About
In late 2011, epidemiologist, writer and adventurer Elizabeth Pisani granted herself a sabbatical from the day job and set off to rediscover Indonesia, a country she has wandered, loved and been baffled by for decades. She was on the road and the high seas for a year, covering dozens of islands in 27 provinces. This site records photos and musings from that journey and beyond. See more about the project


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Truant teachers make for stupid vandals

Illiterate graffiti: Punk Rut not dead.

Graffiti classics: Between a rut and a hard place

In theory, every child in Indonesia gets at least three years of English teaching in primary school, and several years more in middle and secondary school. So it’s initially surprising that the majority of Indonesian kids can manage nothing more than “Hello Mister!”, and the occasional “wossyonem?” Perhaps more surprising still that so many seem to aspire to English language graffiti.

Last week, I had an insight into why they don’t absorb more English. I was having breakfast with a primary school teacher in the Banggai islands in central Sulawesi. What time does school start? I asked. “Seven”. It was ten past. I raised an eyebrow. “It’s OK, I’ve told the school head I’ve got a guest”.

This did not seem OK to me, so I volunteered to come along to school and help with the English class. We got to school at 7.30; the grounds were awash with kids in their tidy uniforms, running around screaming as primary school kids are wont to do. Not one of the other eight teachers had shown up. My friend took her class (year one). I took years 4 and 6, since they were scheduled for English that day. Classes 2, 3 and 5 were told to go and sit quietly and study by themselves. After a couple of hours, the head teacher showed up. “I’m not supposed to teach, but sometimes I have to fill in,” she grumbled. No sign of any other teachers.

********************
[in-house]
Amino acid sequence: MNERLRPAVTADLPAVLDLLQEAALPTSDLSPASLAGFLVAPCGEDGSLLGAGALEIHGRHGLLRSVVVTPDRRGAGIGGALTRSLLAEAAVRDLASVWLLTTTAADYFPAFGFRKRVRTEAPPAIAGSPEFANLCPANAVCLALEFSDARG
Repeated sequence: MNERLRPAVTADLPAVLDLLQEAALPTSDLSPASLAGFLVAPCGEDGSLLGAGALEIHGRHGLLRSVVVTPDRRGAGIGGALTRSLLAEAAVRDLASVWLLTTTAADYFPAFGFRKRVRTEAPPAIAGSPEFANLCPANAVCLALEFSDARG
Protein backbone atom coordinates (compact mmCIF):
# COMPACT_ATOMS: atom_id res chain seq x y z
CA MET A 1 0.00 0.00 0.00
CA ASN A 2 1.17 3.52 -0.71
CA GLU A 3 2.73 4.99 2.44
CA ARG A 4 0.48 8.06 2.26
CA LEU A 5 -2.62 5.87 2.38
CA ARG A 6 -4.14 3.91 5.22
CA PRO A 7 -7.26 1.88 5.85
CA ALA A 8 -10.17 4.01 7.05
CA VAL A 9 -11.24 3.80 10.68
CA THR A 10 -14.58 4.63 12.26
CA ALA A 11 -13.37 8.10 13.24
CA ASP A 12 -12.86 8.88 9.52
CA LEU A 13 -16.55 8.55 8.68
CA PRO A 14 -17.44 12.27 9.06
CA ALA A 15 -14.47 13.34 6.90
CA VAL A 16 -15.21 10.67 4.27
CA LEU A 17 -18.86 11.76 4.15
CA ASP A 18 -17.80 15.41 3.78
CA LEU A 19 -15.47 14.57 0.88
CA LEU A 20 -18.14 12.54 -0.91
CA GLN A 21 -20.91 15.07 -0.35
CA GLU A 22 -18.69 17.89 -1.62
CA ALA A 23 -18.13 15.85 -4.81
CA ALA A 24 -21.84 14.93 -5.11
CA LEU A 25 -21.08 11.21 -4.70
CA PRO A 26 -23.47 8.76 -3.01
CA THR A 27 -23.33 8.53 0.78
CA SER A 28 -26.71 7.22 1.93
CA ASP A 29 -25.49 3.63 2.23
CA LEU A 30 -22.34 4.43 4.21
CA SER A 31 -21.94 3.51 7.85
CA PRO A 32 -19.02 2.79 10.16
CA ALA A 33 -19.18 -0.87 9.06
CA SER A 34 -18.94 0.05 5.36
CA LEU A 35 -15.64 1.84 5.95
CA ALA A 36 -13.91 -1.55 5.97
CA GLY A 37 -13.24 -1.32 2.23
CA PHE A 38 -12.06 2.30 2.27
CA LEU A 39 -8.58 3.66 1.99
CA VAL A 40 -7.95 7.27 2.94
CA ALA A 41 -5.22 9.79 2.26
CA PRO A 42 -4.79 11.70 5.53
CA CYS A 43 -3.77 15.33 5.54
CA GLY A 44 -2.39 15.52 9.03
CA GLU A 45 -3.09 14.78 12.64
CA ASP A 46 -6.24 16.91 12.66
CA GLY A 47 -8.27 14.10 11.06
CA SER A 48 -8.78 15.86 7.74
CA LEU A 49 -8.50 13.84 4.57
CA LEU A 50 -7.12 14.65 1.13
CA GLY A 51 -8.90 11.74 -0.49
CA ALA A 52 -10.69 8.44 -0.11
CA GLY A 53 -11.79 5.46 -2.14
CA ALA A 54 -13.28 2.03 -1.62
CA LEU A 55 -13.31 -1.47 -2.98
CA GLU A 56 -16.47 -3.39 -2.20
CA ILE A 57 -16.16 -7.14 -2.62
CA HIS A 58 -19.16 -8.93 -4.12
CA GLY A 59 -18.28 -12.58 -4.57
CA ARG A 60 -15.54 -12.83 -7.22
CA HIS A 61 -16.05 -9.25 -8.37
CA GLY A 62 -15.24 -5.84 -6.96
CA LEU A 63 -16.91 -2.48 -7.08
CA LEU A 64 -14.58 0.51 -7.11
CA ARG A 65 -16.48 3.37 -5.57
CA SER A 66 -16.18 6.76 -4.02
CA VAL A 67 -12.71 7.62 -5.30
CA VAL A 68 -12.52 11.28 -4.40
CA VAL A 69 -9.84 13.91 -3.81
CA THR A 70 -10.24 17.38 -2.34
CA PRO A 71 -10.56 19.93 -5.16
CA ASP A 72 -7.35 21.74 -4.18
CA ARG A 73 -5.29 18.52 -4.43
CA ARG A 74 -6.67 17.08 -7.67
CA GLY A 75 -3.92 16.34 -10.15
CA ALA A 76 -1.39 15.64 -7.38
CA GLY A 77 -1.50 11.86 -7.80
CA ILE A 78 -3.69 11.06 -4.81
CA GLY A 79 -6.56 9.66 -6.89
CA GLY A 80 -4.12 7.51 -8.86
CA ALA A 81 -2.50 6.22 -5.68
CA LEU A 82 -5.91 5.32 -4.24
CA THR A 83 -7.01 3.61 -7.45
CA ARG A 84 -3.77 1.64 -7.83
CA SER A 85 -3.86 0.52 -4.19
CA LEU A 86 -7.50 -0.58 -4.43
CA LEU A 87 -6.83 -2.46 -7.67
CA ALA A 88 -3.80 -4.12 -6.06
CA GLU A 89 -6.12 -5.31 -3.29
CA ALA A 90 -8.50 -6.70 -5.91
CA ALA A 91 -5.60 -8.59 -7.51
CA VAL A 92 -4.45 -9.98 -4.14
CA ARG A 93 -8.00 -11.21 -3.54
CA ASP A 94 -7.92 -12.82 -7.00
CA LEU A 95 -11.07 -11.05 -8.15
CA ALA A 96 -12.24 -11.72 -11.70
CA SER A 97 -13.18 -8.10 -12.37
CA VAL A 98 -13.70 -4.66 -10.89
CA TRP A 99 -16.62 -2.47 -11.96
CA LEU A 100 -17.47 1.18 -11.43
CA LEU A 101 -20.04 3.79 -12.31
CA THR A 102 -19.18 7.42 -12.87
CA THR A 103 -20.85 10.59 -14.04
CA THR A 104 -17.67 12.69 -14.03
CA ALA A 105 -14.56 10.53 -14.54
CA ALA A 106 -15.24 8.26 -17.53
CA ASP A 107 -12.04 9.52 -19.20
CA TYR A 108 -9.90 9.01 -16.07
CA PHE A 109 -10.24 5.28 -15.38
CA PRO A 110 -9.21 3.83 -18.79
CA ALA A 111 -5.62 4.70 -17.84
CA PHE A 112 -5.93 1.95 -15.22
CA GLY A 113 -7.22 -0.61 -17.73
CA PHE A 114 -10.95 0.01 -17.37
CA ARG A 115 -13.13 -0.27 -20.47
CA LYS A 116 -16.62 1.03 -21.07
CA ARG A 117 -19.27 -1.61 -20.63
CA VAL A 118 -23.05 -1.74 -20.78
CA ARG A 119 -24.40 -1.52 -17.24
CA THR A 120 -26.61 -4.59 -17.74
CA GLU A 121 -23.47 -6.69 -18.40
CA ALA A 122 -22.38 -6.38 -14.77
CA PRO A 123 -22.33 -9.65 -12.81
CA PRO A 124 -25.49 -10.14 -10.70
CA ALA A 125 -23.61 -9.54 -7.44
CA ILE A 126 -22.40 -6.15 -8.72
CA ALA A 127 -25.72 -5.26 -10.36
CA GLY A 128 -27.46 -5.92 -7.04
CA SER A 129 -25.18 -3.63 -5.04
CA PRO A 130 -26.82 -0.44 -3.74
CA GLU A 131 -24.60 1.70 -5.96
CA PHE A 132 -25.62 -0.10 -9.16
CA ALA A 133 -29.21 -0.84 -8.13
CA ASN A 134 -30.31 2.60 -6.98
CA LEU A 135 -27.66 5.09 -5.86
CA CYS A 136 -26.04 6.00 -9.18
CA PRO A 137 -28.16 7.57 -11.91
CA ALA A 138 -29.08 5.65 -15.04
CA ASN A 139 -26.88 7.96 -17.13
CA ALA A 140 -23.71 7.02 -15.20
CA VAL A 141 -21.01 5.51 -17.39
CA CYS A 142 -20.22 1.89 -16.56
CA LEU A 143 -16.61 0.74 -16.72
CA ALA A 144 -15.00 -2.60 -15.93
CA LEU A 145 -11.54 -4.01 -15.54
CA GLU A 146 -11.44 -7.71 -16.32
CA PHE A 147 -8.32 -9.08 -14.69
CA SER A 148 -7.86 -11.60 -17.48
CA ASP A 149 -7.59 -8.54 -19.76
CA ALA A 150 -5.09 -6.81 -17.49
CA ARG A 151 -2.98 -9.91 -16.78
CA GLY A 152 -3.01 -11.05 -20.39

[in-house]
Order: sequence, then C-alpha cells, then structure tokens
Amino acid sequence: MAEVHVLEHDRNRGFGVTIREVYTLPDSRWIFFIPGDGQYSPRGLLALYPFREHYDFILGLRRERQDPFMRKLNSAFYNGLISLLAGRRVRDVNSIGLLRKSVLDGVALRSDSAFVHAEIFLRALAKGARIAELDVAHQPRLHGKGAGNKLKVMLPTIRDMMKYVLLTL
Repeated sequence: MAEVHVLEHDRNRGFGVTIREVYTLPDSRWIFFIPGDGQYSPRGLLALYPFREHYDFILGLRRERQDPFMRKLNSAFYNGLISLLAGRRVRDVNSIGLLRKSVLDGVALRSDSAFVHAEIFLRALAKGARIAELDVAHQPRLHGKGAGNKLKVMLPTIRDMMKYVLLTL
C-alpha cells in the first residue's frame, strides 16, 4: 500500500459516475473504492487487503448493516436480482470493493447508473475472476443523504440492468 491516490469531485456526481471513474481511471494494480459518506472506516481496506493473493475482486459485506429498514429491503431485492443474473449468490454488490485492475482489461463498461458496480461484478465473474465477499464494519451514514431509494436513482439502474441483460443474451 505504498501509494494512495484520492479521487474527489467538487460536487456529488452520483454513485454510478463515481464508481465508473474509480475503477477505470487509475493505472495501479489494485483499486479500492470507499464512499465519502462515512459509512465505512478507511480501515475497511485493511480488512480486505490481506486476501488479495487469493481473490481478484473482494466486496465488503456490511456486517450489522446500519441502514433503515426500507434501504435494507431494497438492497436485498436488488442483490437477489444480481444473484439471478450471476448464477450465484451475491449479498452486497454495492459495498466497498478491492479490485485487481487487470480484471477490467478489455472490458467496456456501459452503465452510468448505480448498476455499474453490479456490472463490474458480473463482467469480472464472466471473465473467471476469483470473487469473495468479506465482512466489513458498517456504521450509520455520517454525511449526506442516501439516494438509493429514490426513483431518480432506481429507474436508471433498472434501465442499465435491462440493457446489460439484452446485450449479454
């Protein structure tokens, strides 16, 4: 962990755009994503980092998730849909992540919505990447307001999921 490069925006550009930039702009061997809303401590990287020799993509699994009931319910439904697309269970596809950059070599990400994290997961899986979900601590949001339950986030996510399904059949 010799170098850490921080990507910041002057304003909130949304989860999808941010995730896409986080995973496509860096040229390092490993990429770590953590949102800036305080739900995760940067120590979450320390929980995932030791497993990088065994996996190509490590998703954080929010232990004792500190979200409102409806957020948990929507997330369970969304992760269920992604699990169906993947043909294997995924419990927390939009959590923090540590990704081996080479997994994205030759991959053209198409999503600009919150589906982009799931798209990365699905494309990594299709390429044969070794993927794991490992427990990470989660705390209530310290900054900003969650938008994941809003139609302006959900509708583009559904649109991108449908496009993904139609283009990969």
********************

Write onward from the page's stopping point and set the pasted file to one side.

With teachers playing hookey like this, is it any wonder that even Indonesia’s vandalism is illiterate?

P.S. On the subject of Punk Rut, I was interested in this headline from the Jakarta Globe:

I suspect these punks of lacking conviction…

Graffiti, Catholic style

The Blessed Virgin Mary on a hill going out of Boawae, in Flores, made me homesick for the near-identical BVM outside the Priest’s House in Castletownshend, the prettiest village in Ireland. (I wonder idly where they are produced. There’s a smaller but otherwise also identical version in the garden of the guest house I’m staying in.) As I walked up to photograph her, this graffiti outside the dorm rooms caught my eye. I wasn’t sure whether to be shocked that it was there at all, or to be shocked by how tame it is…

Yoga in Bali: to laugh or to cry?

Ubud is an expatirate encampment in the hills of Bali made famous by a dashing Brazilian who rode in on a white charger and saved Elizabeth Gilbert from boring the world to death with sun salutations. And it’s here that I’m suffering an attack of incurable Yoga Rage.

In a town where it is virtually impossible to get Indonesian school books or a pair of sandals without beadwork, there are a dozen or more shops selling yoga kit. Touchy feely 100% guarantted organic cotton yoga kit. Enough to make anyone cross. Not just me, apparently:

Yoga hurts, meditation is boring

Someone had such bad Yoga Rage that they made a graffiti template. I was still chuckling when, not five minutes up the road, I encountered a Yogi prostrate with laughter, despite the fact that it looks very much as if his business is going down the drain.

Laughing Yogi goes down the drain